Foodie Fridays: Ramadan Edition — Chebakia

Foodie Fridays: Ramadan Edition — Chebakia

“Foodie Fridays” are dedicated to my two great loves: food and Fridays. In these posts, I’ll introduce you to some of my favorite varieties of Moroccan and North African cuisine. This particular post is part of my Ramadan Edition, which covers dishes that are common during the month of Ramadan.


Chebakia is a Moroccan cookie that’s often served during Ramadan or other special occasions. It’s generally folded into a flower shape, fried, and coated with honey. Though chebakia is quite a time-consuming cookie, its sweet, crunchy texture makes the labor worth it; I personally think it pairs well with savory harira at the Iftar meal (the meal that signifies breaking fast). Read More

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Foodie Fridays: Ramadan Edition — Harira

Foodie Fridays: Ramadan Edition — Harira

“Foodie Fridays” are dedicated to my two great loves: food and Fridays. In these posts, I’ll introduce you to some of my favorite varieties of Moroccan and North African cuisine. This particular post is part of my Ramadan Edition, which covers dishes that are common during the month of Ramadan.


Harira is a traditional Moroccan soup made with tomatoes, lentils, chickpeas, and often some sort of meat. It’s fragrantly seasoned with pepper, ginger, turmeric, cinnamon, cilantro, parsley, and may even include celery or onion, depending on the recipe. Generally passed down generationally, harira recipes vary enough to keep its consumers excited, but remain similar enough to always be identifiable. While the soup is made throughout the year, it makes the majority of its appearances at the Iftar meal (the meal that signifies breaking fast) during the month of Ramadan. Read More

Foodie Fridays: Ramadan Edition — Sfouf

Foodie Fridays: Ramadan Edition — Sfouf

“Foodie Fridays” are dedicated to my two great loves: food and Fridays. In these posts, I’ll introduce you to some of my favorite varieties of Moroccan and North African cuisine. This particular post is part of my Ramadan Edition, which covers dishes that are common during the month of Ramadan.


Muslims worldwide observe Ramadan, the 9th month of the Islamic calendar, by fasting from sunrise to sunset in commemoration of the first revelation of the Quran to the Prophet Muhammad. Upon the arrival of sunset, families gather together to break fast with a meal called Iftar, which means “breakfast” in Arabic. In Morocco, a wide variety of dishes are offered at Iftar—some of which only seem to pop up during Ramadan—and one of those dishes is known as sfouf. Read More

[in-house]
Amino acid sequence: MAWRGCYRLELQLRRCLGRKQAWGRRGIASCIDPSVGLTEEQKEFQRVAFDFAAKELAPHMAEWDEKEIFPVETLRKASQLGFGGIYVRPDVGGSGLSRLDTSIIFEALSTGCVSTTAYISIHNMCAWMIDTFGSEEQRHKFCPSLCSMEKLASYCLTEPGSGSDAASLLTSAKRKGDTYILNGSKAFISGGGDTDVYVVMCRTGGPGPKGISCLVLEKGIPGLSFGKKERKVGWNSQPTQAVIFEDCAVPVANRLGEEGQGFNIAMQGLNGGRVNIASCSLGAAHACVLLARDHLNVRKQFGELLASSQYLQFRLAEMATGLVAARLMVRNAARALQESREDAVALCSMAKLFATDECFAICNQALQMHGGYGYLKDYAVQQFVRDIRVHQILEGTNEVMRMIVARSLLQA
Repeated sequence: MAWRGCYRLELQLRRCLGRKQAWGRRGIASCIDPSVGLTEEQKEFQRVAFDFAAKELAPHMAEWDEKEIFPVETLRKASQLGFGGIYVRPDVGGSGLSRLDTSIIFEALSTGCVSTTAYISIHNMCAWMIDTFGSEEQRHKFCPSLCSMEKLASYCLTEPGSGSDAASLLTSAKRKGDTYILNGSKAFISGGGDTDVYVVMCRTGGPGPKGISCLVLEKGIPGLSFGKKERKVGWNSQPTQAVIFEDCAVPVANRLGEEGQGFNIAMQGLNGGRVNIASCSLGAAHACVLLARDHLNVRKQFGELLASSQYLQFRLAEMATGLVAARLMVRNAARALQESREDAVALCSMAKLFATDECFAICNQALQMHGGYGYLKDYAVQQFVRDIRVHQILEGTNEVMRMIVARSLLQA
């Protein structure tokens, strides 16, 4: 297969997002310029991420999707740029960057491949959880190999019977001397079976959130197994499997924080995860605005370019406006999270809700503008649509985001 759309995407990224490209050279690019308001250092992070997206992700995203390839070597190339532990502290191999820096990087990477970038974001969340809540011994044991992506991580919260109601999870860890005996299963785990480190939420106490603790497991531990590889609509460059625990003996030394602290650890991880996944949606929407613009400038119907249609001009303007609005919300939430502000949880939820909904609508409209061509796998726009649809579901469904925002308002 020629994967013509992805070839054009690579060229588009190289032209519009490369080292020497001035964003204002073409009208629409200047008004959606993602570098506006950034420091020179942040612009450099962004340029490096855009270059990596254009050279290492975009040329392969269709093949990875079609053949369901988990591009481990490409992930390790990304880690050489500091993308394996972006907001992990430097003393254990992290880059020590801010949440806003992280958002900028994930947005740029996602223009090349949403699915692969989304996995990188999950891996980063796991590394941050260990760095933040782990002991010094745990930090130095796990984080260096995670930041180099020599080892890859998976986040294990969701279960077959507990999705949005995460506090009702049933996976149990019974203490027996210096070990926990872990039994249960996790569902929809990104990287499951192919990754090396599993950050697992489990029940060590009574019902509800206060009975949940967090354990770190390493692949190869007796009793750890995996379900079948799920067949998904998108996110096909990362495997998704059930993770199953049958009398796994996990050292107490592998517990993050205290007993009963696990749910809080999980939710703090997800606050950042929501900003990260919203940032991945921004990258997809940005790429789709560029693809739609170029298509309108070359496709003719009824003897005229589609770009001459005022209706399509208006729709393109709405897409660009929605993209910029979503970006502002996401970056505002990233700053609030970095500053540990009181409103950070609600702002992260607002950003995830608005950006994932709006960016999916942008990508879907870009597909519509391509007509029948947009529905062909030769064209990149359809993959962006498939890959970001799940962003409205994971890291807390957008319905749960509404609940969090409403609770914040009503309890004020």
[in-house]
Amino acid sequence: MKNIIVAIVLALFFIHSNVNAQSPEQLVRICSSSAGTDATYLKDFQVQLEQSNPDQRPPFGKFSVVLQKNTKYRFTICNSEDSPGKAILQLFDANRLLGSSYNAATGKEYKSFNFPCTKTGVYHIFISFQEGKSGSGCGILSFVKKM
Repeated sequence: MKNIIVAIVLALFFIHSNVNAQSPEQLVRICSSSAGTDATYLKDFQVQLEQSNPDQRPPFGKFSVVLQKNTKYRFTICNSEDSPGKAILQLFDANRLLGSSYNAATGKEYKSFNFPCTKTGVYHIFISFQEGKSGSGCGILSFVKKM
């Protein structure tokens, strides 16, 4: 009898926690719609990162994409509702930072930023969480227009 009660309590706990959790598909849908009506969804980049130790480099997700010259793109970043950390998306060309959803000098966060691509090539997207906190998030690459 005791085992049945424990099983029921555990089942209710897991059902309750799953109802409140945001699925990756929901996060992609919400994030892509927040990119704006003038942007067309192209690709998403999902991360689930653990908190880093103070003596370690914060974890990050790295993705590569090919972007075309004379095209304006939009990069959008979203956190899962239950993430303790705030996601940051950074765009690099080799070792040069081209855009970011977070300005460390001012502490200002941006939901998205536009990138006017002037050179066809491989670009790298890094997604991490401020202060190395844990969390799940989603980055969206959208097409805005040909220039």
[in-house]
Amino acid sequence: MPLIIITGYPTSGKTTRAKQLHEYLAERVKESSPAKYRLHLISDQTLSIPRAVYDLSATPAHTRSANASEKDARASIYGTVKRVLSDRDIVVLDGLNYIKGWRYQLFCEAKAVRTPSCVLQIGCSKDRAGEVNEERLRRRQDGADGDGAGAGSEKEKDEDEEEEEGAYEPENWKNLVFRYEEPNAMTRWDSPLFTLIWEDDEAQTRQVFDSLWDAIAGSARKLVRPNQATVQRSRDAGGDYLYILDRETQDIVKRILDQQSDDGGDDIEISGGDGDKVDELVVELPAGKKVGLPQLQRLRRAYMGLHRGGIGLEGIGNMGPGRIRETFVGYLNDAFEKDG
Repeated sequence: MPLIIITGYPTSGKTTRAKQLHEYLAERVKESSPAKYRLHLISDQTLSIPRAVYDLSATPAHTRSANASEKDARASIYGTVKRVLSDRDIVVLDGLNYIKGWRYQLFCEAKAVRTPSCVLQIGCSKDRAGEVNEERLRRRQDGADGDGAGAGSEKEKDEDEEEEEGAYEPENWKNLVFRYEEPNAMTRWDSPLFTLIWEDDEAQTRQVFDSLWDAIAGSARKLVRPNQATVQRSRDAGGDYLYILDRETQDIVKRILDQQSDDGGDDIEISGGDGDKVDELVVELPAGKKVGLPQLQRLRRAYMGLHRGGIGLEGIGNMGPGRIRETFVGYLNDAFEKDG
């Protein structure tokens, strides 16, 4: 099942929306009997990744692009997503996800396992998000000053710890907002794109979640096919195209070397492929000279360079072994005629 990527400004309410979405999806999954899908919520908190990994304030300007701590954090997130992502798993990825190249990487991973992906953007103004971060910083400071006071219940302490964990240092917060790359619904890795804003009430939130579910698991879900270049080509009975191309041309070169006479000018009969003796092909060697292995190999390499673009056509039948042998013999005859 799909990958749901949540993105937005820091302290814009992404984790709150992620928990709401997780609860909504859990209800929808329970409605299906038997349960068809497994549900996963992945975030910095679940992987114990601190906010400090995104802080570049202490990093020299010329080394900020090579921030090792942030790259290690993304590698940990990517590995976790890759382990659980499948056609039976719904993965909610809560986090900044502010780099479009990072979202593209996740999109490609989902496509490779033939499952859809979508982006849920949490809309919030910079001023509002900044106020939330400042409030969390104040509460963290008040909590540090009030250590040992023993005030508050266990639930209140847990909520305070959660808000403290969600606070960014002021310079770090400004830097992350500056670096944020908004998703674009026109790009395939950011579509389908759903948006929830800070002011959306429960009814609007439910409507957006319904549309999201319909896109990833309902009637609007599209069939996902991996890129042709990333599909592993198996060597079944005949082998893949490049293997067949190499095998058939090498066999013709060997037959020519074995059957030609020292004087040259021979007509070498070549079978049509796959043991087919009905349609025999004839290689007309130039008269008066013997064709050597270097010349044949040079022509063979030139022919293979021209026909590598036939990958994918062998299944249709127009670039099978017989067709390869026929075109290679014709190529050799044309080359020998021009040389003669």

Khubz Chronicles: Probably Not Paleo

Khubz Chronicles: Probably Not Paleo

“Khubz” is the Arabic word for “bread,” and in Morocco, there’s plenty of it. In this series, I’ll introduce you to numerous bread varieties, and I’ll even show you how to make them. You may want to loosen your belt for this.


Let me begin this post by stating that the name of this blog series, “Khubz Chronicles,” might be a little misleading to a Moroccan. Khubz is the Arabic word for bread, and to English speakers, we deem a number of flour-based products as bread. However, Moroccans aren’t nearly as liberal with bread-naming as we might be. Mesamen (which I already wrote about) and harcha are both examples of foods that we English speakers might just call “bread.” If you were to call all bread products “khubz” in front of Moroccans, you might get a good laugh out them. This post is about the bread product that’s actually called “bread,” or the khubz that’s actually called “khubz,” for that matter. Read More

Recipe - Khubz Chronicles: The Moroccan Pancake

Khubz Chronicles: The Moroccan Pancake

“Khubz” is the Arabic word for “bread,” and in Morocco, there’s plenty of it. In this series, I’ll introduce you to numerous bread varieties, and I’ll even show you how to make them. You may want to loosen your belt for this.


The Moroccan pancake goes by many names—mesamen, milwi, murtabak, rghaif—but one thing is certain: this crispy, flaky, chewy confection is as Moroccan as they come. If I could describe mesamen by texture alone, I would say it’s a lot like a crepe, only somewhat crispier. Plus, because it’s not sweet, it’s also incredibly versatile. It can be stuffed with vegetables and meat for lunch, or it can be lathered in honey and jam for dessert. Regardless, if you find yourself in a Moroccan home, you can expect mesamen to find its way onto your plate. It will almost certainly be accompanied by a steaming glass of mint tea, and don’t expect to leave until your stomach hates you. Read More